Ethanol – the coming fuel?

Written by Frank Hare

The USA Government is moving, albeit slowly, towards a 5 billion US gallon ethanol mandate by 2012. The US has a long history of ethanol in motor spirit and is coming to terms with the likelihood of an 85% ethanol and 15% petrol mixture – E85 for short. It is a high octane fuel, but with less overall energy than petrol alone. With over 3 million vehicles already sold that can handle E85, this is a very purposeful move indeed. A further development is the E95% ie 95% ethanol mix for the diesel market.

What is the source of ethanol?

It is produced by the fermentation of corn and other grain products and could in the future be extracted from agricultural wastes. With farmers in the EU being subsidised to “set aside ” land that once yielded crops and are now redundant due to over production, this could be very good news indeed.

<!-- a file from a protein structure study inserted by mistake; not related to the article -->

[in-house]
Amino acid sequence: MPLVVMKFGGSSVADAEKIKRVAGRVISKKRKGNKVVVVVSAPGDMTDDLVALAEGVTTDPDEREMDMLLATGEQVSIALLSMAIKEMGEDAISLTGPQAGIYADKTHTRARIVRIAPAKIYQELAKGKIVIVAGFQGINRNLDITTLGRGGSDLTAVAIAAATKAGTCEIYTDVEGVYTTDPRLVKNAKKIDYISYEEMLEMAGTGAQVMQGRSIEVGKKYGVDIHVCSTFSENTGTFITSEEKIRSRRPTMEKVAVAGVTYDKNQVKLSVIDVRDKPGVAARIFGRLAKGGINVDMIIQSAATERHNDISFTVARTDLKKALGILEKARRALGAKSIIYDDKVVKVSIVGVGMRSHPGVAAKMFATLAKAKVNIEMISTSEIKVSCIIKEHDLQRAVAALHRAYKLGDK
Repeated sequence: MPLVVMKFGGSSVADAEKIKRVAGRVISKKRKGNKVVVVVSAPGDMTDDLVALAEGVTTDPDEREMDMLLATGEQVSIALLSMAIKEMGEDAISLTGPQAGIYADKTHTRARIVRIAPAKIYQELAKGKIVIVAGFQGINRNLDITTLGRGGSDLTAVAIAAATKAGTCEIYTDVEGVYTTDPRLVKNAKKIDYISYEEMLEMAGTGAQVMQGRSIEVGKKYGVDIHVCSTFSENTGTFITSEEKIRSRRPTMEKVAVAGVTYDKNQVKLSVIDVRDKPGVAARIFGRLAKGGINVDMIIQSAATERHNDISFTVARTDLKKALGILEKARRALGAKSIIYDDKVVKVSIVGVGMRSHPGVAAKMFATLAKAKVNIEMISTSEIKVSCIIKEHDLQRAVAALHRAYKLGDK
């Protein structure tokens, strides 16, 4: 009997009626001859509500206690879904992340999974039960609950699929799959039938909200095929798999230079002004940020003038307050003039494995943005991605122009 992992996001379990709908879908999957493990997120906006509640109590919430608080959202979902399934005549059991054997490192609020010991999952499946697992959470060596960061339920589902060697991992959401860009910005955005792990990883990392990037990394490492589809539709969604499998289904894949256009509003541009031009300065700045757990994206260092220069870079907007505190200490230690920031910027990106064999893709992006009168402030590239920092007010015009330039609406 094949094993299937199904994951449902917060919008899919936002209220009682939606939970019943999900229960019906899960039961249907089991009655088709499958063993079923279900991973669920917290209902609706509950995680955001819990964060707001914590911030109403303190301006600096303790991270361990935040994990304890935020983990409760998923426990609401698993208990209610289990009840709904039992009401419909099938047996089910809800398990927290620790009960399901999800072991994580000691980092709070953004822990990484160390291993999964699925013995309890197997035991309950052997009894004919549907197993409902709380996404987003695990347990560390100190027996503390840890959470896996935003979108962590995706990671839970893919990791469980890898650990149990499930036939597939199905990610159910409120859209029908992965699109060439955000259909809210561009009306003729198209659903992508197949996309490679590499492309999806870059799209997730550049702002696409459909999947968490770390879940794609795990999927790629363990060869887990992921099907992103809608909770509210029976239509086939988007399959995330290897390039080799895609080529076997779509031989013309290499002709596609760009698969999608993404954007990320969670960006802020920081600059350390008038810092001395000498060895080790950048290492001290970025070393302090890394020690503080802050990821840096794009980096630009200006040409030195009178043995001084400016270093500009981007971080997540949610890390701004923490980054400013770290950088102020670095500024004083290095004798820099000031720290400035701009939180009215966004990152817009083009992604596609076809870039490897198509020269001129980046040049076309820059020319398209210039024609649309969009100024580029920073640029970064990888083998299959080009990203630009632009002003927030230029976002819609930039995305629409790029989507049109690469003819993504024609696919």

What are its main characteristics?

Ethanol cannot efficiently be transported by pipeline to depots for redistribution ,as it readily picks up water. The water is suspended as opposed to water in fuel which sinks. Development of sensitive filters that are compatible with fuel mix to deal with this issue are on-going. Ethanol also acts as a cleaning agent, breaking up loose sediments that have built up in tanks. Filters may clog initially in tanks converted for this fuel mix, but will eventually clear as the sediment works its way out.

What are the likely problems for equipment handling ethanol?

Equipment manufacturers in the US have had many years experience in adapting their products to handle ethanol. In the main tanks, pumps, nozzles, hoses, and pipes have been adapted to cope with a higher alcohol levels.

Cleaner fuel is what governments are aiming for and ethanol mixers are on the agenda.

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